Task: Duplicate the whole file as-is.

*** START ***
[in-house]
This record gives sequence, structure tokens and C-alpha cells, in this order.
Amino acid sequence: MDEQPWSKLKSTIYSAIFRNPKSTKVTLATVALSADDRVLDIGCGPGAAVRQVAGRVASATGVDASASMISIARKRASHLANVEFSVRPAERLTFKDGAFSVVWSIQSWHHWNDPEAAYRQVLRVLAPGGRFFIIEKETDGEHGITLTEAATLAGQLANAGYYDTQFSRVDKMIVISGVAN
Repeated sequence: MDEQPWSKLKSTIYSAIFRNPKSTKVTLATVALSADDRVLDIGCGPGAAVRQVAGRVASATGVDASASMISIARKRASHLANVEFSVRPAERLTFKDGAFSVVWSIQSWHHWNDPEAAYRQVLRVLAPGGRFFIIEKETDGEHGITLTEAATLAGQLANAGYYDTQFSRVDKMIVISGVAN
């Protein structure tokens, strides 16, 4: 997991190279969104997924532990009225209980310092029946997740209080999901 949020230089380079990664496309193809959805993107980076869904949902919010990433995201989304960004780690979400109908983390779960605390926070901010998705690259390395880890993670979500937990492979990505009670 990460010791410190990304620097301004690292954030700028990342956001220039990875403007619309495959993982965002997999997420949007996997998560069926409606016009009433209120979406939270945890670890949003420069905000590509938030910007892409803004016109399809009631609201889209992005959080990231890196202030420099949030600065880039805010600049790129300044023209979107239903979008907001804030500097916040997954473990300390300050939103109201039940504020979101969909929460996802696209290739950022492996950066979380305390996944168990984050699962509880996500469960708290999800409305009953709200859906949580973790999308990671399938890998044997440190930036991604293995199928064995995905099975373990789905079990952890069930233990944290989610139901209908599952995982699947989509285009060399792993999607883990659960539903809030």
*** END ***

[in-house]
This record gives sequence, structure tokens and C-alpha cells, in this order.
Amino acid sequence: MDEQPWSKLKSTIYSAIFRNPKSTKVTLATVALSADDRVLDIGCGPGAAVRQVAGRVASATGVDASASMISIARKRASHLANVEFSVRPAERLTFKDGAFSVVWSIQSWHHWNDPEAAYRQVLRVLAPGGRFFIIEKETDGEHGITLTEAATLAGQLANAGYYDTQFSRVDKMIVISGVAN
Repeated sequence: MDEQPWSKLKSTIYSAIFRNPKSTKVTLATVALSADDRVLDIGCGPGAAVRQVAGRVASATGVDASASMISIARKRASHLANVEFSVRPAERLTFKDGAFSVVWSIQSWHHWNDPEAAYRQVLRVLAPGGRFFIIEKETDGEHGITLTEAATLAGQLANAGYYDTQFSRVDKMIVISGVAN
């Protein structure tokens, strides 16, 4: 997991190279969104997924532990009225209980310092029946997740209080999901 949020230089380079990664496309193809959805993107980076869904949902919010990433995201989304960004780690979400109908983390779960605390926070901010998705690259390395880890993670979500937990492979990505009670 990460010791410190990304620097301004690292954030700028990342956001220039990875403007619309495959993982965002997999997420949007996997998560069926409606016009009433209120979406939270945890670890949003420069905000590509938030910007892409803004016109399809009631609201889209992005959080990231890196202030420099949030600065880039805010600049790129300044023209979107239903979008907001804030500097916040997954473990300390300050939103109201039940504020979101969909929460996802696209290739950022492996950066979380305390996944168990984050699962509880996500469960708290999800409305009953709200859906949580973790999308990671399938890998044997440190930036991604293995199928064995995905099975373990789905079990952890069930233990944290989610139901209908599952995982699947989509285009060399792993999607883990659960539903809030």